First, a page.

In his testimony before the House Foreign Affairs Committee, Ray Takeyh argues that in order to successfully combat Iran's destabilizing influence in the Middle East, the United States must be an active player in Syria and Iraq and undertake a more systematic effort to contest all of Iran's regional assets.
Policymakers are currently debating the appropriate level of U.S. military spending given increasingly constrained budgets and the winding down of wars in Iraq and Afghanistan. The following charts present historical trends in U.S. military spending and analyze the forces that may drive it lower.
Senior administration officials updated the press regarding negotations between the P5+1 (United States, United Kingdom, France, China, Russia, and Germany) and Iran on nuclear nonproliferation, held July 2-20, 2014. The discussions are a continuation of deal reached in November 2013, which provided sanctions relief to Iran in exchange for limiting its nuclear activities by July 20, 2014.
The pentagon last week acknowledged that the United States deployed armed drones to Iraq to provide surveillance and strike capabilities as the crisis with the Islamic State of Iraq and and the Levant (ISIL or ISIS) continues to deteriorate. However, Micah Zenko points out that while numerous U.S. officials have called for the deployment of drones, these demands have not been accompanied by justifications, and there is still no precise goals for the deployment.
The prospects for a comprehensive nuclear deal with Iran before a looming deadline look promising, but the United States and its negotiating partners still must clear major obstacles, says expert Suzanne Maloney.
Janine Davidson discusses three misconceptions about the United States' increasing deployment of unmanned aerial vehicles: that they "cause" disproportionately high civilian casualties, that they inherently cost less than manned aircraft, and that most of them are weaponized (in fact, less than one percent carry weapons at any given time).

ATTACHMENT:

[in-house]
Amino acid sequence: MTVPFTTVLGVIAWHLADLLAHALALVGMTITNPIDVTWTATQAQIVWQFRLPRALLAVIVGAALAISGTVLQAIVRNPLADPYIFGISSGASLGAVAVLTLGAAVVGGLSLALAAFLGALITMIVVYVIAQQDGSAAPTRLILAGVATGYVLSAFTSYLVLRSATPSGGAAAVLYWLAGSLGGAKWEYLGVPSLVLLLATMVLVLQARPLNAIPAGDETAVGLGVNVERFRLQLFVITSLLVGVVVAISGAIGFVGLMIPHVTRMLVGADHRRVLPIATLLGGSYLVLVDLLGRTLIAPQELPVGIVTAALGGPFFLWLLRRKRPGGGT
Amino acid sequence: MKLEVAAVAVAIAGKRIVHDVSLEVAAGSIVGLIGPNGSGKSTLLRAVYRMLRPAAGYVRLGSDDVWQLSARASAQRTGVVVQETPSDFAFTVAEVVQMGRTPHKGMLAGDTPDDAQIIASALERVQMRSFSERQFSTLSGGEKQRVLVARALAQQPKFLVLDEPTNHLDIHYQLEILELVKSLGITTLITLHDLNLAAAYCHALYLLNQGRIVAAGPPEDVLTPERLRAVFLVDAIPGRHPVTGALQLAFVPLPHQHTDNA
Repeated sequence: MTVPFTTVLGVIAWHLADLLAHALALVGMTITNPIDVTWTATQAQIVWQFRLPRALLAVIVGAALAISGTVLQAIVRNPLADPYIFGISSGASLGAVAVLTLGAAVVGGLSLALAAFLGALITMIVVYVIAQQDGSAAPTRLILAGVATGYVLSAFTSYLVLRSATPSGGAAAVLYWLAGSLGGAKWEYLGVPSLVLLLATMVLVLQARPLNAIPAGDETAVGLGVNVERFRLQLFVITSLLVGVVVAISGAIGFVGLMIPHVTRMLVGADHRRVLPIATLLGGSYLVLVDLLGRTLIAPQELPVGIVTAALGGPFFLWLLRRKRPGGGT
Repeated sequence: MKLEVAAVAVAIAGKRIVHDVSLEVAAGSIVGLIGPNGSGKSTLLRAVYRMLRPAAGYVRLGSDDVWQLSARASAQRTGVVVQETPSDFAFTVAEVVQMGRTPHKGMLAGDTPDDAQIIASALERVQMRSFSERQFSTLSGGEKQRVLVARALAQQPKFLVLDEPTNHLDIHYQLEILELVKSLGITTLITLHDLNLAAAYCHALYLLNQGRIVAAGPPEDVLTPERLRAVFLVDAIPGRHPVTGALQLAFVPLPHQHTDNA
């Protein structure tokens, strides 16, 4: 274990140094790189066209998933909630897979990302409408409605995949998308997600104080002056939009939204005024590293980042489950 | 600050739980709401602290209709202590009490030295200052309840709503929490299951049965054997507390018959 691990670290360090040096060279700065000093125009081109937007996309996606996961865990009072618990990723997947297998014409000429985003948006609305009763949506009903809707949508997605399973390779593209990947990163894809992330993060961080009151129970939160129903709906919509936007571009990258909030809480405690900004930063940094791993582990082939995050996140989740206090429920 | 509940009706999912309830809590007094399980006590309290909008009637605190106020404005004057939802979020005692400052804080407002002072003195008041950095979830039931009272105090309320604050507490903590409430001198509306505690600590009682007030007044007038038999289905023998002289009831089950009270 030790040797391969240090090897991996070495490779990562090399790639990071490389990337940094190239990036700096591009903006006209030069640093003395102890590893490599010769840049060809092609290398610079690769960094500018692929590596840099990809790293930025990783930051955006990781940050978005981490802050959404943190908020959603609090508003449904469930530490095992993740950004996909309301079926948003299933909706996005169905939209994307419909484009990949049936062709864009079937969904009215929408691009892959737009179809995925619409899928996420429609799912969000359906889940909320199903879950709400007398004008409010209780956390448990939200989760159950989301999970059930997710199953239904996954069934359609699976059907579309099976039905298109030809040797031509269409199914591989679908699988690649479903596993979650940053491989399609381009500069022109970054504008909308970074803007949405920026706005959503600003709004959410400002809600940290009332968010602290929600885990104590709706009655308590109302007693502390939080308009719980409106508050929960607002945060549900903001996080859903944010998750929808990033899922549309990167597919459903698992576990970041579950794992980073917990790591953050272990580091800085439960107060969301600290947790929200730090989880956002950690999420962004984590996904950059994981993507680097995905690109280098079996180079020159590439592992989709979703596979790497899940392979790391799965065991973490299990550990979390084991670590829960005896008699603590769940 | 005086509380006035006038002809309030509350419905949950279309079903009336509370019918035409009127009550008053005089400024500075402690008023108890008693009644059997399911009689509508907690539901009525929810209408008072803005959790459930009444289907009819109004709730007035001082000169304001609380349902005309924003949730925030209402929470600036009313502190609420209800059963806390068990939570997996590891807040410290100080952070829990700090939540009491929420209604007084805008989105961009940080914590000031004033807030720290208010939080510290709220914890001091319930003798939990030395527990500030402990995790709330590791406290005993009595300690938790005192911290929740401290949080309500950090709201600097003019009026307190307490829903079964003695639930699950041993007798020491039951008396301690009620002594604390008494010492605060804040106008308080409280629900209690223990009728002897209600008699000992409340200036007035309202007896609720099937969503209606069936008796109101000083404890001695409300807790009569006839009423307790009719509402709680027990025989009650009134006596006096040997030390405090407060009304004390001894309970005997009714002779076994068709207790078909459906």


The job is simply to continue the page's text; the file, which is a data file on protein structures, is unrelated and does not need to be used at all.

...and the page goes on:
Serious questions about drone proliferation and the United States' role must be answered," writes Sarah Kreps. She discusses a recent report coauthored with Micah Zenko, including the threat and consequences of proliferation, and policies the Obama administration should implement to regulate the export and use of armed drones.
Emerson Brooking examines arguments made by critics of the 2011 U.S. withdrawal from Iraq. He concludes that their most commonly articulated position—that U.S. troops should have simply stayed "until the job was done"—does not represent a viable strategy. In fact, it represents the opposite of strategy.
In his efforts to save Iraq, President Obama is right to demand more power-sharing and other political reforms from Iraqi leaders before the United States offers more military assistance. But Obama should not think he can hold off offering such assistance until he secures those reforms—not if he wants to prevent the bloody breakup of the country and a wider regional war.
In this Council Special Report, Douglas Dillon Fellow Micah Zenko and Stanton Nuclear Security Fellow Sarah Kreps argue that it is essential to begin working now to expand and establish rules and norms governing armed drones. By doing so, they predict, the United States will create standards of behavior that other countries will be more likely to follow.
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The authors argue that it is essential to begin working now to expand and establish rules and norms governing armed drones, thereby creating standards of behavior that other countries will be more likely to follow.
The author examines Pakistan's complex role in U.S. foreign policy and advocates for a two-pronged approach that works to quarantine threats while integrating Pakistan into the broader U.S. agenda in Asia.